Renato Pozzi's Blog

Renato Pozzi's Blog

Explain Me Like I'm 5: What are Javascript Promises?

Explain Me Like I'm 5: What are Javascript Promises?

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New to Javascript?

Maybe are you looking for a clean and absolutely not annoying guide about promises?

Welcome to paradise!

What are Promises?

Ok so you want a new iPhone, the new iPhone 13 right, yeah it's you know, something cool.

To get your iPhone you make a pre-order to Apple, saying "Ok, take my money and when your iPhone is ready send it to my home", and Apple answers: "Ok bro!".

After a while, your intercom rings, it's the delivery boy delivering your new iPhone! So now, you can take pictures of your cat, or dropping it from 30 meters in order to test the ceramic shield, and so on...

Ok... So what the fu*k has this stuff got to do with it?

Fun fact: I have an iPhone. But understanding this makes you understand how a promise works in Javascript!

First of all, a promise is a special javascript object that connects a function (in our case, your pre-order) that can last indefinitely. With another function that can access at the value (in our case, the iPhone) provided by the function when it finishes!

So, you can have your iPhone at home only when it's available for delivery. If not, you need to (a)wait for availability.

Ok ok, I know is quite confusing, but let's do some real examples:

How do I declare a Promise?

This is the simplest method to declare a Promise:

const promise = new Promise((resolve, reject) => {});

The promise constructor takes one argument, a callback with two parameters, resolve and reject. Do something within the callback, perhaps async, then call resolve if everything worked, otherwise call reject.

This example reflects the little story of the introduction:

const iPhoneIsAvailable = async () => ({ uuid: '000DXXIOFF-SD32F-SD3F-DS23' });

const buyNewPhone = new Promise(async (resolve, reject) => {
  try {
    const iPhone = await iPhoneIsAvailable();
    resolve(iPhone);
  } catch (err) {
    reject(err); 
  }
});

buyNewPhone.then(res => console.log('Res:', res));

As you can see, we are creating a promise, and also, we subscribe to the returned value using then in the last row.

But, why do we have to do then to our promises?

Well, you should know that promises have 4 statuses:

  • Fulfilled - The action relating to the promise succeeded
  • Rejected - The action relating to the promise failed
  • Pending - Hasn't been fulfilled or rejected yet
  • Settled - Has fulfilled or rejected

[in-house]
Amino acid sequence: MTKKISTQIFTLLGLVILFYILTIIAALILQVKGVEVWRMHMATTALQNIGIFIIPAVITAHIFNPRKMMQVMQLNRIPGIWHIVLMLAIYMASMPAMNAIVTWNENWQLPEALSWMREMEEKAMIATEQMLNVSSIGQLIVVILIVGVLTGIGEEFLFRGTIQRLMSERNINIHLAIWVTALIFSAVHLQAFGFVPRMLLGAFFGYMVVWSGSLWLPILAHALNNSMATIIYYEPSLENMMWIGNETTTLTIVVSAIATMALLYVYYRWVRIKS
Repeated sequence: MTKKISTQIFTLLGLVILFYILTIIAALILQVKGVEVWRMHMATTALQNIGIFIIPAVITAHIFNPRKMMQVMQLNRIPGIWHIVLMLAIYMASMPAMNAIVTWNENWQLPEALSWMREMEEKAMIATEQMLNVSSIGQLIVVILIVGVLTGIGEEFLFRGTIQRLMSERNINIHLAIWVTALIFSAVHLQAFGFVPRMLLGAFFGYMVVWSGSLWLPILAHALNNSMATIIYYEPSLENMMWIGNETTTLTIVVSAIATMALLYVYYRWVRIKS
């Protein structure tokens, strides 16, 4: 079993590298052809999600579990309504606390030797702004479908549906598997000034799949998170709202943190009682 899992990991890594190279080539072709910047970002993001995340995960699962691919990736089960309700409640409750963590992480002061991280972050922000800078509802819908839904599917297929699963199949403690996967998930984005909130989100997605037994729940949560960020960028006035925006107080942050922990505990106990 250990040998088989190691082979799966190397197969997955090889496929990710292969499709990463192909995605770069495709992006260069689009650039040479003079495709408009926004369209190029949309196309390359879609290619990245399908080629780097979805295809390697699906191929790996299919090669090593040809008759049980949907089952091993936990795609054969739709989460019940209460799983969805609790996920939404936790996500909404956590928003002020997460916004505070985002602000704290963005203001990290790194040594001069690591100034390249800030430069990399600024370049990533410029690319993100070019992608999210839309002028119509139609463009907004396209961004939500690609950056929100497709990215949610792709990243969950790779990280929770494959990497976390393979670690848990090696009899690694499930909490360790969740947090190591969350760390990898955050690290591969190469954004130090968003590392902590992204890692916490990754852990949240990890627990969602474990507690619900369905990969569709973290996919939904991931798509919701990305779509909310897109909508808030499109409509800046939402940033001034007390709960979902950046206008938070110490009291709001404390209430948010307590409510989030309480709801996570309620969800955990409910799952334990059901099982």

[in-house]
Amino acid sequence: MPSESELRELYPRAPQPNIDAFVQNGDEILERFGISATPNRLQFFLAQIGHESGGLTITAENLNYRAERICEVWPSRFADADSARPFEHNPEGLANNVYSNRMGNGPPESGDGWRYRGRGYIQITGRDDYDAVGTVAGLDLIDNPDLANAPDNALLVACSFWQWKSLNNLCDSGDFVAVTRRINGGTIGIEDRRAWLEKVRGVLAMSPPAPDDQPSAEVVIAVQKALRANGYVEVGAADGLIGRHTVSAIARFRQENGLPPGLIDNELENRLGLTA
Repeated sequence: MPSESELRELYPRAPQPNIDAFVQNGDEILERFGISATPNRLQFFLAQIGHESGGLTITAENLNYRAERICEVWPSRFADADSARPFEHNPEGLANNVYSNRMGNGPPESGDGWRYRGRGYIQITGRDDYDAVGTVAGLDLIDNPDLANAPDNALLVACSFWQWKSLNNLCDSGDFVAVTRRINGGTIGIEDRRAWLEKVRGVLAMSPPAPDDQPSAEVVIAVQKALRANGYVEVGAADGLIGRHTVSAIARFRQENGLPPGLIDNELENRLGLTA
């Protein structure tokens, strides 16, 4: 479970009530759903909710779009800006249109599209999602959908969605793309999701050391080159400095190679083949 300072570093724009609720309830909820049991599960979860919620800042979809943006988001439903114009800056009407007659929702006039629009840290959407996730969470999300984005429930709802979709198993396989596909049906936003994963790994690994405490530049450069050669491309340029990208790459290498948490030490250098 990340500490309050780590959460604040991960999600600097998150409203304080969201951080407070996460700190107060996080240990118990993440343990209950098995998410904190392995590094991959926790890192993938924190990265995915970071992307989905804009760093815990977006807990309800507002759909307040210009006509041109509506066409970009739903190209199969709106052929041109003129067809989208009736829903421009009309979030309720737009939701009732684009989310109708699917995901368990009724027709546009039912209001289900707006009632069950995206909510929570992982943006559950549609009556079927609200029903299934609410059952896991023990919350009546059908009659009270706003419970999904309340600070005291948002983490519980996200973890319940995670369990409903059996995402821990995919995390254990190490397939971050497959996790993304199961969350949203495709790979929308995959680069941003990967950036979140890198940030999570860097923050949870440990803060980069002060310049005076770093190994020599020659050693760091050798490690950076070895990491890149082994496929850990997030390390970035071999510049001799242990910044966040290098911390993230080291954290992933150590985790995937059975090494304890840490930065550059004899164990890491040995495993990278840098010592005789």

The first state, just after the declaration is the pending state, this value will be the same until the promise callback calls a resolve or a reject.

The other states are self-explanatory, when the promise is settled (no matter what is the result), you can have fulfilled (if the promise goes ok and our iPhone has been delivered!) but also you can have rejected (if the promise goes ko and our iPhone is not available)

In our case, we can check for every state using these methods:

buyNewPhone
  .then(res => console.log('Res:', res)) // Promise fulfilled
  .catch(err => console.log(err)) // Promise rejected
  .finally(() => console.log('Finished')) // Promise settled, need to check if it's ok or ko.

It's important to know that then and catch are exclusive functions, either one is called, or the other is called. Finally instead, will be called all the time.

Why did you used await in your example?

Well, using the thenable functions is quite good, but there are some cases like that:

axios.get('/api/users/1')
  .then(res => {
    axios.get(`/api/users/${res.data.name}/accounts`)
      .then(res => {
        axios.get(`/api/accounts/${res.accounts[0].id}`)
          .then(res => {
            // ...ecc
          })
      })
  })

When writing promises using thenable functions is quite difficult to maintain..

In the example I'm using Axios, an HTTP Client for Javascript.

So what can we do?

Await is our solution!

Await is a special keyword used to tell javascript: "Please, this is a promise, wait for the result, before going on."

Using await you can rewrite the awful example of promise chaining this way:

const user = await axios.get('/api/users/1');
const accounts = await axios.get(`/api/users/${user.data.name}/accounts`);
const accountInfo = axios.get(`/api/accounts/${accounts.accounts[0].id}`);

This will work the same way!

Remember, you need to declare your function with the async keyword in order to use the await functionality.

So, for today is all my friend! It was a quick introduction to the world of promises, see you to the next article!

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